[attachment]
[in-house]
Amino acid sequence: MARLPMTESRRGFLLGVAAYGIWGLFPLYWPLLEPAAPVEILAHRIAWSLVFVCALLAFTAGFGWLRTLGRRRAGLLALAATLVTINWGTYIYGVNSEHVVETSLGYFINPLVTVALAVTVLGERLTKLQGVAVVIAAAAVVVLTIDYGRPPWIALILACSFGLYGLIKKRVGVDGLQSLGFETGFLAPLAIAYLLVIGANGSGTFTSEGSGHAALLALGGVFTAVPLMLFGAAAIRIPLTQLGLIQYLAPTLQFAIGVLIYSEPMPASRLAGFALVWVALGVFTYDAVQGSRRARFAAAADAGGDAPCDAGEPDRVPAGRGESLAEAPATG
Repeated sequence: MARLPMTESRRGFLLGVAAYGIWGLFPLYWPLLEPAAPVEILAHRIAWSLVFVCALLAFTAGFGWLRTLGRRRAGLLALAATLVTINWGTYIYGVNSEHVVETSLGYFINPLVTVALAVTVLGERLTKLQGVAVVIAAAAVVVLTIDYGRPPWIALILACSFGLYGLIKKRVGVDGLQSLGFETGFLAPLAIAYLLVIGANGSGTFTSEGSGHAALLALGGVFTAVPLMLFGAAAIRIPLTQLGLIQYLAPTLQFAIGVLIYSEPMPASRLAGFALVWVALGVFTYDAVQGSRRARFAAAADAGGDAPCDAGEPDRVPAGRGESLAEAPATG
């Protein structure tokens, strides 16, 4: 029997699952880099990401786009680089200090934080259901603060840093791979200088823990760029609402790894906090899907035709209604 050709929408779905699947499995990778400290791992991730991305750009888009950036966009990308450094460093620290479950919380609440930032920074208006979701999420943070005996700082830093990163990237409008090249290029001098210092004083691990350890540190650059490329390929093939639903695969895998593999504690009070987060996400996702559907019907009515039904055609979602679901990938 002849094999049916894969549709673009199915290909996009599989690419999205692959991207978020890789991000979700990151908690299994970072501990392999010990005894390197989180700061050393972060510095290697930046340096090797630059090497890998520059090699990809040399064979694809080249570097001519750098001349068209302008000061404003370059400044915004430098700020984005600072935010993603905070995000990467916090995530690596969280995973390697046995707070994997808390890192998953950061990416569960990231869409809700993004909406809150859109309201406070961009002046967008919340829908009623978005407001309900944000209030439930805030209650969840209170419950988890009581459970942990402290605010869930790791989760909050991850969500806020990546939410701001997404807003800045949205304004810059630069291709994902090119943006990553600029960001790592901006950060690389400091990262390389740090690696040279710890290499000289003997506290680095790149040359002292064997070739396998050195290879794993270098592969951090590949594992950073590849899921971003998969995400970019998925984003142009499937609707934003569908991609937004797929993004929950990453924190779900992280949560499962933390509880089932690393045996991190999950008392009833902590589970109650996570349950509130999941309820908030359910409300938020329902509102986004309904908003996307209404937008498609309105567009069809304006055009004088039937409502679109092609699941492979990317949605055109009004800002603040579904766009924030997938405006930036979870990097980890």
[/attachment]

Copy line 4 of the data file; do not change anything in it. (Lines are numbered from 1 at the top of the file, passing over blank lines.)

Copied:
């Protein structure tokens, strides 16, 4: 029997699952880099990401786009680089200090934080259901603060840093791979200088823990760029609402790894906090899907035709209604 050709929408779905699947499995990778400290791992991730991305750009888009950036966009990308450094460093620290479950919380609440930032920074208006979701999420943070005996700082830093990163990237409008090249290029001098210092004083691990350890540190650059490329390929093939639903695969895998593999504690009070987060996400996702559907019907009515039904055609979602679901990938 002849094999049916894969549709673009199915290909996009599989690419999205692959991207978020890789991000979700990151908690299994970072501990392999010990005894390197989180700061050393972060510095290697930046340096090797630059090497890998520059090699990809040399064979694809080249570097001519750098001349068209302008000061404003370059400044915004430098700020984005600072935010993603905070995000990467916090995530690596969280995973390697046995707070994997808390890192998953950061990416569960990231869409809700993004909406809150859109309201406070961009002046967008919340829908009623978005407001309900944000209030439930805030209650969840209170419950988890009581459970942990402290605010869930790791989760909050991850969500806020990546939410701001997404807003800045949205304004810059630069291709994902090119943006990553600029960001790592901006950060690389400091990262390389740090690696040279710890290499000289003997506290680095790149040359002292064997070739396998050195290879794993270098592969951090590949594992950073590849899921971003998969995400970019998925984003142009499937609707934003569908991609937004797929993004929950990453924190779900992280949560499962933390509880089932690393045996991190999950008392009833902590589970109650996570349950509130999941309820908030359910409300938020329902509102986004309904908003996307209404937008498609309105567009069809304006055009004088039937409502679109092609699941492979990317949605055109009004800002603040579904766009924030997938405006930036979870990097980890």